L = 40, \( {{{(\frac{N}{2})} }} \)= 37.5, cf = 23, f = 21, h = 10

Median = \( { L + \frac{\frac{N}{2} - {cf}}{f} × h} \)

Median = \( { 40 + \frac{{37.5} - {23}}{21} × 10} \) = 46.9

**INCLUSIVE CLASS**

X | Frequency |
---|---|

1-5 | 22 |

6-10 | 34 |

11-15 | 53 |

16-20 | 60 |

21-25 | 48 |

26-30 | 26 |

31-35 | 18 |

36-40 | 14 |

In order to find median from distribution with inclusive classes, we have to convert the classes into the exclusive form along with the construction of the cumulative frequency table. In this distribution N = 275 and \( {{{(\frac{N}{2})} }} \) = 137.5. As we did in the previous work, mark the median class. That is the class corresponding to the cumulative frequency 138. Then mark the frequency of the median class. And then mark the cumulative frequency preceding to the median class.Let us create a table with exclusive classes.

Inclusive Class | Converted to Exclusive | f | cf |
---|---|---|---|

1-5 | 0.5-5.5 | 22 | 22 |

6-10 | 5.5-10.5 | 34 | 56 |

11-15 | 10.5-15.5 | 53 | 109 |

16-20 | 15.5-20.5 |
60 |
169 |

21-25 | 20.5-25.5 | 48 | 217 |

26-30 | 25.5-30.5 | 26 | 243 |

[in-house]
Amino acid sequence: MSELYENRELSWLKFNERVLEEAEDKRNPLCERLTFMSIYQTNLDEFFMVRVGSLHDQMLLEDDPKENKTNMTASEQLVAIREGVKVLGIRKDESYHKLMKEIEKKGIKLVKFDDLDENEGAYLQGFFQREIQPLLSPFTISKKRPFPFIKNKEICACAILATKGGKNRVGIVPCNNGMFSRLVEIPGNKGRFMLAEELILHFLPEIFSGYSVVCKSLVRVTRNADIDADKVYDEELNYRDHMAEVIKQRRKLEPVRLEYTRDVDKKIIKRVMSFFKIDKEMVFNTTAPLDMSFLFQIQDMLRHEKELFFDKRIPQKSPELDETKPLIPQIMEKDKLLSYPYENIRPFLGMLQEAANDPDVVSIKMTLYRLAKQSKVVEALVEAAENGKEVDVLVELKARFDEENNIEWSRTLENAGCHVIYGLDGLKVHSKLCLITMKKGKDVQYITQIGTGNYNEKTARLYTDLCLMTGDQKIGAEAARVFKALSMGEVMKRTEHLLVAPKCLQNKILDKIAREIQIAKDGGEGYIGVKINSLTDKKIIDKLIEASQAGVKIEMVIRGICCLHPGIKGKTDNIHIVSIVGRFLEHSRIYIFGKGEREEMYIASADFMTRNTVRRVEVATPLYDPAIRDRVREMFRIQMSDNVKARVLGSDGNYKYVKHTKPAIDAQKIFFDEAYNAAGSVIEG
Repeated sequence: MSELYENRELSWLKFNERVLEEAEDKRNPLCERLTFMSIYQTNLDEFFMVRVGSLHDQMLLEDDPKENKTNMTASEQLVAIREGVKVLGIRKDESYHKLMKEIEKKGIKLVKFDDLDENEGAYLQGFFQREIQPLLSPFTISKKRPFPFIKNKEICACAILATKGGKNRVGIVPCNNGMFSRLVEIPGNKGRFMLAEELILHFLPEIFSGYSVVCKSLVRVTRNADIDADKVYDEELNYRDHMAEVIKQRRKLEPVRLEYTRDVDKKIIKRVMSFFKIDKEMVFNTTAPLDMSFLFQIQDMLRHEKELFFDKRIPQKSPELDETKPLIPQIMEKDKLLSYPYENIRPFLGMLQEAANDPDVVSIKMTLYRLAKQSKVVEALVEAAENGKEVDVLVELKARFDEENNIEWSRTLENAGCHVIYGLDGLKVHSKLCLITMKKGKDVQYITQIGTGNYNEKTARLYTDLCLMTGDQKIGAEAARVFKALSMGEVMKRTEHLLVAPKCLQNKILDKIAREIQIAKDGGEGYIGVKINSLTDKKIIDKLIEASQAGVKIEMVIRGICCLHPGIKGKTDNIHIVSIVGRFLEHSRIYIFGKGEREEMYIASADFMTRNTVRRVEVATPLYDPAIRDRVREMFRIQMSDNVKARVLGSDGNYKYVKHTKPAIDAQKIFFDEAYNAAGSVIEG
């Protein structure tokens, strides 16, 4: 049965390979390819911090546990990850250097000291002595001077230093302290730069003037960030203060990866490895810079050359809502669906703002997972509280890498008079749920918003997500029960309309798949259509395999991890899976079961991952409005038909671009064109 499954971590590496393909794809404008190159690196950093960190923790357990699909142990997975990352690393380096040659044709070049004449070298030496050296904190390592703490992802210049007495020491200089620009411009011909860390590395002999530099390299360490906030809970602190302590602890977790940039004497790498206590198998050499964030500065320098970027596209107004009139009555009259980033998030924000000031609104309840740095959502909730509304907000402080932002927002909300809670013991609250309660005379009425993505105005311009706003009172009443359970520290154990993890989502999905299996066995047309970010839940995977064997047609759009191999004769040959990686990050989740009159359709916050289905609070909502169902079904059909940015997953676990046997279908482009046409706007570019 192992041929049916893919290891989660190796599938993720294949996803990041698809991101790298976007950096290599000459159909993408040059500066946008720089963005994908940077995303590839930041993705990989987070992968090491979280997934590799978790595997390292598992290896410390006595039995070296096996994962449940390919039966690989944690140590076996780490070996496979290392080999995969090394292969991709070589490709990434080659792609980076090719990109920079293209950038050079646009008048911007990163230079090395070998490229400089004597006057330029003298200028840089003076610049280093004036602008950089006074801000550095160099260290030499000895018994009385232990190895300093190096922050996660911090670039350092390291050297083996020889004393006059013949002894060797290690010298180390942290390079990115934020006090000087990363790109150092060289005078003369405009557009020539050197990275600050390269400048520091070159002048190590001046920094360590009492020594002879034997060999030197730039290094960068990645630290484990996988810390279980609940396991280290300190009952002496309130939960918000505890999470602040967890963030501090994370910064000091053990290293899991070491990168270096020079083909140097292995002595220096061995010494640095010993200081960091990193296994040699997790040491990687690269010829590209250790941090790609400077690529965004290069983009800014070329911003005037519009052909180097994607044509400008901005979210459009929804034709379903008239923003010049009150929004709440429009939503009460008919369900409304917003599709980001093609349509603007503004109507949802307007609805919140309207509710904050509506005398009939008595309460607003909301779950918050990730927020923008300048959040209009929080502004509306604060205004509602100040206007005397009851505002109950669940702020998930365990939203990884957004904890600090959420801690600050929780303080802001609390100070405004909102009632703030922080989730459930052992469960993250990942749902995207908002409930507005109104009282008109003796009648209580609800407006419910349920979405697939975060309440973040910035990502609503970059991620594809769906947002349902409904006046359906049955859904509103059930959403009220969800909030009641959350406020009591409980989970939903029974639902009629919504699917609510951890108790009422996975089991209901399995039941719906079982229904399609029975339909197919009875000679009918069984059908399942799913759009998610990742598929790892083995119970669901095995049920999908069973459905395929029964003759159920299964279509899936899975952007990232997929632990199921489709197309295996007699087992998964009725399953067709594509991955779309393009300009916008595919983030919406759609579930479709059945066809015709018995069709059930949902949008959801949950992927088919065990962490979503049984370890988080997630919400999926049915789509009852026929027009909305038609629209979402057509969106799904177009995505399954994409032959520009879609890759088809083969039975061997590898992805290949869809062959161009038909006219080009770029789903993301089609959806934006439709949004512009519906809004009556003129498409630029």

31-35 | 30.5-35.5 | 18 | 261 |

36-40 | 35.5-40.5 | 14 | 275 |

L = 15.5, \( {{{(\frac{N}{2})} }} \) = 137.5, cf = 109, f = 60, h = 5

Median = \( { L + \frac{\frac{N}{2} - {cf}}{f} × h} \)

Median = \( { 15.5 + \frac{{137.5} - {109}}{60} × 5} \) = 17.83

**OPEN END CLASS**

X | Frequency |
---|---|

Less than 100 | 40 |

100-200 | 89 |

200-300 | 148 |

300-400 | 64 |

400 and above | 39 |

In the above distribution, the first and last classes are open end classes. But as in the calculation of AM, it is not needed to make assumption about their class intervals. We can just leave them as they are. In this distribution N = 380 and \( {{{(\frac{N}{2})} }} \) = 190. As we did in the previous work, mark the median class. That is the class corresponding to the cumulative frequency 138. Then mark the frequency of the median class. And then mark the cumulative frequency preceding to the median class. Let us create a table with cumulative frequencies.

X | Frequency | cf |
---|---|---|

Less than 100 | 40 | 40 |

100-200 | 89 | 129 |

200-300 |
148 |
277 |

300-400 | 64 | 341 |

400 and above | 39 | 380 |

L = 200, \( {{{(\frac{N}{2})} }} \) = 190, cf = 129, f = 148, h = 100